|Appears in Collections:||Economics Journal Articles|
|Peer Review Status:||Refereed|
|Title:||Minority self-employment in the United States and the impact of affirmative action programs|
|Citation:||Blanchflower D (2009) Minority self-employment in the United States and the impact of affirmative action programs, Annals of Finance, 5 (3-4), pp. 361-396.|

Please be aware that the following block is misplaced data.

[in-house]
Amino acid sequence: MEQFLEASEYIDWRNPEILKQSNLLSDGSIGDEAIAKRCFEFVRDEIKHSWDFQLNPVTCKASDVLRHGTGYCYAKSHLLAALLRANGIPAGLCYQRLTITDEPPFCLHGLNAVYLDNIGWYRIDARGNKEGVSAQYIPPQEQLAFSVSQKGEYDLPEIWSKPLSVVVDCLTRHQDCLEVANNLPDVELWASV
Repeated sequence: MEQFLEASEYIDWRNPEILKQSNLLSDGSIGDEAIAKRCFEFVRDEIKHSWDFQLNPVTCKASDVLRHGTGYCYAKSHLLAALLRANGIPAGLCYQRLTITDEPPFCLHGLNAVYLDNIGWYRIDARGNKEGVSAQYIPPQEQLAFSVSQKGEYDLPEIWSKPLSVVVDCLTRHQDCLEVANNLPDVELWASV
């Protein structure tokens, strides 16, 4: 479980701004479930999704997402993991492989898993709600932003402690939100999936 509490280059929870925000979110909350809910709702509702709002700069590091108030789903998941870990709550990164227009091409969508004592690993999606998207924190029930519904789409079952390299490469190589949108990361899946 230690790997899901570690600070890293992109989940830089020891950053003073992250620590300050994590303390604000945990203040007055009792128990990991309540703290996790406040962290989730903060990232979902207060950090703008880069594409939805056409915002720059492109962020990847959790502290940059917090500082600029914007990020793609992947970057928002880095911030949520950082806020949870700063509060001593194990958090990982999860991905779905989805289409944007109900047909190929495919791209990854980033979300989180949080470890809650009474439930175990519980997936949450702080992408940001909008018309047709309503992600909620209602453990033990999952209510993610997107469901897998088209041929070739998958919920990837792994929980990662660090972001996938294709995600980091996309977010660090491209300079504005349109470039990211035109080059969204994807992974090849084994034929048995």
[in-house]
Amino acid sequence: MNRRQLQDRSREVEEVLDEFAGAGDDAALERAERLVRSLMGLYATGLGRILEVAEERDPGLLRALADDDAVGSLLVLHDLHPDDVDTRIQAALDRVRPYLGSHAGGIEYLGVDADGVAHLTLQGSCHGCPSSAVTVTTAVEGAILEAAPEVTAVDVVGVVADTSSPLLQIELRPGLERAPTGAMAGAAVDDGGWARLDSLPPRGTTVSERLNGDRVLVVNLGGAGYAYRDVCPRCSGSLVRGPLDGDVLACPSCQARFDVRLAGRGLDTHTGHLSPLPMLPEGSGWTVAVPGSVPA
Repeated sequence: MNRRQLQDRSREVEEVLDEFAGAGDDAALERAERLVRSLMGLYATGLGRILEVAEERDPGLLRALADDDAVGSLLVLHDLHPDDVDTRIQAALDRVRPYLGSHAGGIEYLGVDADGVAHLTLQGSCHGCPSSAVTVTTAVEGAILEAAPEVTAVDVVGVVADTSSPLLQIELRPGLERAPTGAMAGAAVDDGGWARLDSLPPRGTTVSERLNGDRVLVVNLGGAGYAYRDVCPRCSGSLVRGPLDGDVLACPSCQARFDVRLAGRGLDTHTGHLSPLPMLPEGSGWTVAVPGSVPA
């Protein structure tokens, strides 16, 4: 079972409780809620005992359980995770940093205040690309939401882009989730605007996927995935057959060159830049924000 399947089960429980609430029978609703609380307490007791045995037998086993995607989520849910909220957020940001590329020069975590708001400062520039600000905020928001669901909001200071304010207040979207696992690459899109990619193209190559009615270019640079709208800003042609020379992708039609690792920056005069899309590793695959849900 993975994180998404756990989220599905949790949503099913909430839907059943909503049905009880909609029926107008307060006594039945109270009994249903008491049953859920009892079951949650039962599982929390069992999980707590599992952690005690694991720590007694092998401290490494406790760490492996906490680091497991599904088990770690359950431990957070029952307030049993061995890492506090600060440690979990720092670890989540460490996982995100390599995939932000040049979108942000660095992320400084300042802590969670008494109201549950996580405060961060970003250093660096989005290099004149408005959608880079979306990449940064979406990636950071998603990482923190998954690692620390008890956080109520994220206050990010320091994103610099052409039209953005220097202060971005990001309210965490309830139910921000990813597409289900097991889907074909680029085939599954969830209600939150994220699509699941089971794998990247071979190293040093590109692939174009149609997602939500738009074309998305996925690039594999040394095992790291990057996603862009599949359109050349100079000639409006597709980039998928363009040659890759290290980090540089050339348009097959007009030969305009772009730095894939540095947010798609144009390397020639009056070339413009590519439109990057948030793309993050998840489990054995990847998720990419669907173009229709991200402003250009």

|Abstract:||In this paper I examine changes in self-employment that have occurred since the early 1980s in the United States. It is a companion paper to a recent equivalent paper that related to the UK. Data on random samples of approximately twenty million US workers are examined taken from the Basic Monthly files of the CPS (BMCPS), the 2000 Census and the 2006 American Community Survey (ACS). In contrast to the official definition of self-employment which simply counts the numbers of unincorporated self-employed, we also include the incorporated self-employed who are paid wages and salaries. The paper presents evidence on trends in self-employment for the US by race, ethnicity and gender. Evidence is also presented for construction which has self-employment rates roughly double the national rates and where there are strikingly high racial and gender disparities in self-employment rates. The construction sector is also important given the existence of public sector affirmative action programs at the federal, state and local levels directed at firms owned by women and minorities. I document the fact that disparities between the self-employment rates of white men and white women and minorities in construction narrowed in the 1980s, widened during the 1990s after the US Supreme Court's decision in Croson but then narrowed again since 2000 after a number of legal cases, which found such programs constitutional. Despite this, substantial disparities remain, particularly in earnings. I also find evidence of discrimination in the small business credit market. Firms owned by minorities in general and blacks in particular are much more likely to have their loans denied and pay higher interest than is the case for white males. This is only partially explained by their lack of creditworthiness and is consistent with a finding of discrimination in the credit market by banks.|
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